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Wednesday, April 25, 2012

Oh Poo... Writer's Block

Well, shoot. It has come around to Wednesday and I still haven't written my sermon for this Sunday. I know the Scriptures we will hear, and I know the feeling I want to communicate. But that's where it stops. Every time I sit down to try to write, I've got nothing. I don't know how to start, or where to finish. I know that the whole "writer writing about writer's block" thing has been done to death, but I don't know where else to go with it.

I will tell you something interesting I saw on my walk yesterday evening, though. It was an interchange between two strangers. I was going up the way, when I noticed a middle-aged guy walking his dog. As he made his way towards me I noticed his Christian themed t-shirt, and his ball cap advertising a local church. When he got about fifteen yards off, the dog came to a sudden halt (jerking the guy backwards in the process- I had to try not to laugh) and started to squat and do what dogs do. He waited for it to finish and as he was kneeling down to pick up the present his pooch had left him, another man jogged past me and toward him. Mr. Jogger was all tattoos and a sleeveless t-shirt. The chain hanging from the side of his jean shorts (I thought people stopped wearing those in the late nineties!) jingling as he ran. He went right past our kneeling friend and his pooch, then he stopped. He turned around and looked at the man and said, "Buddy, you deserve an award! I come through here every day and this is the first time I have seen somebody stop and do the right thing and pick up after their dog." The kneeling man looked up, bemused and nodded saying a barely audible "thanks..." then he looked down to tie up his bag. The jogger said to him, "No, I mean it. I had to have passed at least forty people this week, and you were the first one to stop. I've seen folks who are rich and powerful (how he knew that is anyone's guess), and the higher they are, the less likely to stop. Shoot, try and ask them to pick it up, to obey the law and they go off on you, 'Do you know who I am!?!' I really appreciate your doing this, man, God bless you."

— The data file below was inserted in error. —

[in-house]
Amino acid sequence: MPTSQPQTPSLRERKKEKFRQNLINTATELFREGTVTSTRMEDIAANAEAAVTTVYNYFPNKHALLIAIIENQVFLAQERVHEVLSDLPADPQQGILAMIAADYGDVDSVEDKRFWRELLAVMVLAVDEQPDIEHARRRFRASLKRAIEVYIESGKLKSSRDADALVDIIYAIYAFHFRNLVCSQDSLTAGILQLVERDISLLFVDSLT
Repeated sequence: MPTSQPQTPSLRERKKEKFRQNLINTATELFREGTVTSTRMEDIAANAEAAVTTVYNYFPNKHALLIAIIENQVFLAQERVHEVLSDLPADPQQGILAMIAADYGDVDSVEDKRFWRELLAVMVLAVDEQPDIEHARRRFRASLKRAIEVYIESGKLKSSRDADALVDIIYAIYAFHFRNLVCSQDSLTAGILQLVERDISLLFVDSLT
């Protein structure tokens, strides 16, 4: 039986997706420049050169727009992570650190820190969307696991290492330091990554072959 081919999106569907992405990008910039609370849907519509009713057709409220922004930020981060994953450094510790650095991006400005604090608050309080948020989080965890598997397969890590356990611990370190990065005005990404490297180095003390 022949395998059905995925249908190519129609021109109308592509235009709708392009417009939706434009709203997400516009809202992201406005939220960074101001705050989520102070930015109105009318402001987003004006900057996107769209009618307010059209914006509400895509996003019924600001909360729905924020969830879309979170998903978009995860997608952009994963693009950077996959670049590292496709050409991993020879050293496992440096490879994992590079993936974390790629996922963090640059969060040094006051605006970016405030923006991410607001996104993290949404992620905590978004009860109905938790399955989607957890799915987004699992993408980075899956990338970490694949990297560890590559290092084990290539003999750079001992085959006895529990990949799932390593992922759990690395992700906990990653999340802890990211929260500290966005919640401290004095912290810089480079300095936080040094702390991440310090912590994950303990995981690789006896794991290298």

I wondered as I passed them, and the jogger came by me a second time, if this wasn't a good model for sharing the faith. The guy with the dog-doo had identified himself as Christian (by his dress), and just did what he was supposed to do. The stranger looked on, appreciated the action, thanked the man and gave thanks to God.

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